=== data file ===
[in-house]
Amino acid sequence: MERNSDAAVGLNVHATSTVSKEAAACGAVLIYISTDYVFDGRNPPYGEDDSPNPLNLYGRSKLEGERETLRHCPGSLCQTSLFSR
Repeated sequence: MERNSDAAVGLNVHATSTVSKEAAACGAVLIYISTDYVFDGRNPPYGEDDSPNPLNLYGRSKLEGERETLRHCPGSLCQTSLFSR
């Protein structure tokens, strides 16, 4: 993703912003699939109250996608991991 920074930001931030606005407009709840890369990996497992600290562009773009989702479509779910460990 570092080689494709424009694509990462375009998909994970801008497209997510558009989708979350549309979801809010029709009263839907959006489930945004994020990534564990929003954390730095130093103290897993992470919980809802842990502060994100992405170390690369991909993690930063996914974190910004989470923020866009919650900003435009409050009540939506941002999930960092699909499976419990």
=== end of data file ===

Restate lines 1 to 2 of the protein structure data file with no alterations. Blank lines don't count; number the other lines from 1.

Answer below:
[in-house]
Amino acid sequence: MERNSDAAVGLNVHATSTVSKEAAACGAVLIYISTDYVFDGRNPPYGEDDSPNPLNLYGRSKLEGERETLRHCPGSLCQTSLFSR